Holiday Expectations

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As the holidays approach, I find myself wondering how I'm going to accomplish all I expect of myself. I expect to have perfect presents under the tree for an astounding number of people who will be visiting from out of town, besides the usual round of gifts for my children, immediate family, close friends and significant others, such as teachers, school staff, hair dressers, manicurist, etc. Added to the gift buying frenzy are countless trips to the grocery and food specialty stores for the feasts I expect to prepare, again for countless people I am expected to entertain during these holidays.

What's one person to do when it becomes overwhelming and seems there's never going to be enough time, resources or energy to cope? Well, I'm not sure I have the answer. What I'm longing to do is escape to an undisclosed location (me and Dick Cheney) to save my sanity, health and well-being. Naturally, this isn't an option ? I hold the holidays too dear and my daughters have come to expect huge fanfare on these special days. I have set up their expectations of me, just as I have set up the expectations of myself that I might not be able to pull off this year due to an unstable health condition and subsequent lack of mobility I've taken for granted in years past. Mostly, I just want to be able to get it all done, as I have every other year, which is no longer an option. I am left to ponder my upcoming fate with the dread of not performing or of falling short.

I suspect the "expectations" will somehow be met, only because I couldn't bear to let my children down during the most important season for meeting expectations. And I have set myself up for all of this, gladly, willingly, never expecting "ill health" to interfere with our rituals and festivities. Never mind that this health condition was caused primarily by trying to cram five weeks worth of expectations into a ten day period when I over-booked myself with work, volunteering at my children's schools at the same time I was expected to take care of many other obligations and promises to family and friends. I think the lesson here is to relinquish the expectations of myself and scale down to a more manageable holiday routine, like it or not.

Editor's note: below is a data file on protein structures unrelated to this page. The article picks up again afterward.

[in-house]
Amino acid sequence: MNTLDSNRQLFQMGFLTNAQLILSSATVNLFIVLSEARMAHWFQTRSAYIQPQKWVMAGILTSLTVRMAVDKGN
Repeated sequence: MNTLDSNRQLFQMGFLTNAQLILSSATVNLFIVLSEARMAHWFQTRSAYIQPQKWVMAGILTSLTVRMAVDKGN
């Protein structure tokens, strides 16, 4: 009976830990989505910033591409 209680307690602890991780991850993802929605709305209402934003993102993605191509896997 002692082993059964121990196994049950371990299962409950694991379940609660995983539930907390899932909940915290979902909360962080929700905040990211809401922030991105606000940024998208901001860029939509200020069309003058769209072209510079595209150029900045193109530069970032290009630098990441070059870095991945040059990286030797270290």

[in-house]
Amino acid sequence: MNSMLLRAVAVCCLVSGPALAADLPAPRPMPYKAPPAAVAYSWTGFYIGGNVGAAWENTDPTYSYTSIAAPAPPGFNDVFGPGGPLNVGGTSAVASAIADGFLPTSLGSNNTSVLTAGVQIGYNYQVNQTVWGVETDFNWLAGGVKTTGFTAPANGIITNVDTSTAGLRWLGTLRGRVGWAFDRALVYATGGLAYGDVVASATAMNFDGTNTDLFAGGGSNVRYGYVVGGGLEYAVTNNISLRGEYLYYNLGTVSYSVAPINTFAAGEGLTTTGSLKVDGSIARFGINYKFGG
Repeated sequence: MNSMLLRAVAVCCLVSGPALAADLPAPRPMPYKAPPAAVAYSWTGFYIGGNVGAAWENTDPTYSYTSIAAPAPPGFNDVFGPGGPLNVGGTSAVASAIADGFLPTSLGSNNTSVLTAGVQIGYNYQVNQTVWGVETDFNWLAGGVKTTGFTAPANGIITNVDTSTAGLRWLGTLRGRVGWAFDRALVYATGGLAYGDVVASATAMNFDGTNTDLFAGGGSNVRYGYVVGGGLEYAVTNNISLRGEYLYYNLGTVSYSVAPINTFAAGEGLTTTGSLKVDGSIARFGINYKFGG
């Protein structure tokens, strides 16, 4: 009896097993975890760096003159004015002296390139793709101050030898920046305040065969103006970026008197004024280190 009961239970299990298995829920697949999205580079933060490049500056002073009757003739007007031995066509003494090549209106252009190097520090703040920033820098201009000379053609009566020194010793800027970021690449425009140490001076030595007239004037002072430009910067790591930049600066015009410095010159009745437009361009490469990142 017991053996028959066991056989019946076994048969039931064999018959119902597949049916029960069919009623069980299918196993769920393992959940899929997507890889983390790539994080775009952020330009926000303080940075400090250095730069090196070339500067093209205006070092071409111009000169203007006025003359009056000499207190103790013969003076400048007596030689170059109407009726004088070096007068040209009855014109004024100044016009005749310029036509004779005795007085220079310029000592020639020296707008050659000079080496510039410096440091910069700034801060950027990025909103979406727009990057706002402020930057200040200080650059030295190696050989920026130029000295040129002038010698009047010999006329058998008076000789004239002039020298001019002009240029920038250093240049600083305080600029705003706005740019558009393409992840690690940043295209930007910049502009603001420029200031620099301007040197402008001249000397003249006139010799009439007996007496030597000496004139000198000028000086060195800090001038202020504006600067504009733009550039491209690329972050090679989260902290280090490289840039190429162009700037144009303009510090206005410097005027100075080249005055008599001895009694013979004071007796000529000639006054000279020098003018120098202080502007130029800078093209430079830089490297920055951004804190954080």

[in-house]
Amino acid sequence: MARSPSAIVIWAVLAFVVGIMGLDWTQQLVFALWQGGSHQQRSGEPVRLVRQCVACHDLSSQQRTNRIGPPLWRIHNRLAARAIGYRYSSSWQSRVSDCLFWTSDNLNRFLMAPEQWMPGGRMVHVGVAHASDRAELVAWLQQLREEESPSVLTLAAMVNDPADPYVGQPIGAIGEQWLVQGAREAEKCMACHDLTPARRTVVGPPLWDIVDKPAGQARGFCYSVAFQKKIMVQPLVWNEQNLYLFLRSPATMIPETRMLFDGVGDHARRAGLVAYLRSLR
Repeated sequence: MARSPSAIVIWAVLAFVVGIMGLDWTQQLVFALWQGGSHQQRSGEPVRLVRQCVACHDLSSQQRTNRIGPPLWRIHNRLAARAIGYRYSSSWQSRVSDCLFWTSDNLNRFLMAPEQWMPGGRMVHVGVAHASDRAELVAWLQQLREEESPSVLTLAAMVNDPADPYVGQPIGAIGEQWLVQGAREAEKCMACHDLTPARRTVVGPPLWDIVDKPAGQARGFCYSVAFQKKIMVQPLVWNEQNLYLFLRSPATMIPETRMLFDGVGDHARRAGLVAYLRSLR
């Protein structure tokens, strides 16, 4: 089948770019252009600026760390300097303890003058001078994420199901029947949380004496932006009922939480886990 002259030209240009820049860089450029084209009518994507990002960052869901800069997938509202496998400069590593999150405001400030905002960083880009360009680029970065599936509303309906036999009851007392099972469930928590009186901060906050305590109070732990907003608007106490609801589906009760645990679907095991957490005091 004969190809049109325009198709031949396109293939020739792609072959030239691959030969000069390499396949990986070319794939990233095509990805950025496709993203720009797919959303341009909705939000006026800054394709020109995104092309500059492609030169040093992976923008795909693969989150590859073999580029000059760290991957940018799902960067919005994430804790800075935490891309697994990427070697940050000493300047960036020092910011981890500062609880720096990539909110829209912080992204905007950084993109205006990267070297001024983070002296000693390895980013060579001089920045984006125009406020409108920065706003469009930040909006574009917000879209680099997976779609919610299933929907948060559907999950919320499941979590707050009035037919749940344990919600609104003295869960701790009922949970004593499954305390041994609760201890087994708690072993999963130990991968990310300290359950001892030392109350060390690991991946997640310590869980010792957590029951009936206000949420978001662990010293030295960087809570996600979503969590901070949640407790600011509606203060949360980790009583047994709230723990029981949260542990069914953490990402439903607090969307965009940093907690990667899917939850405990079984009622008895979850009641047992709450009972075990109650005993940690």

Alas, there will come a time when we parents are no longer able to perform the myriad duties and routines we've created for our families, for any number of reasons, and we will need to give up control of making sure everyone's holiday expectations are met. This could come in the form of a health crisis, monetary crisis, time-crunch crisis ? take your pick. This is the time to delegate the responsibility of the be-all, do-all parent and shift our focus to relishing time with family and friends more so than relishing the accomplishments of others and our own expectations of us.

We are in the midst of a joyous and sacred time of year when our hearts and minds should be filled with love and good will, not with a frenzy of get-it-done anxiety.

I wish you all a joyful, relaxed holiday season, filled with love and happiness. Give yourselves a break and allow one or more of the details to slip by or delegate if need be. Being there for your family in sound mind, body and spirit is ultimately more important.

I have found that doing my Christmas shopping online is a lifesaver and any other task I can accomplish online is equally gratifying. Find ways to make your life a little easier during the busy days ahead.

Copyright ? 2004-2005 - Rexanne Mancini

Rexanne Mancini is the mother of two daughters, Justice and Liberty. She is a novelist, freelance writer and maintains an extensive yet informal parenting and family web site, ? -Visit her site for good advice, award-winning Internet holiday pages and some humor to help you cope. Subscribe to her free newsletter, Rexanne's Web Review, for a monthly dose of Rexanne:

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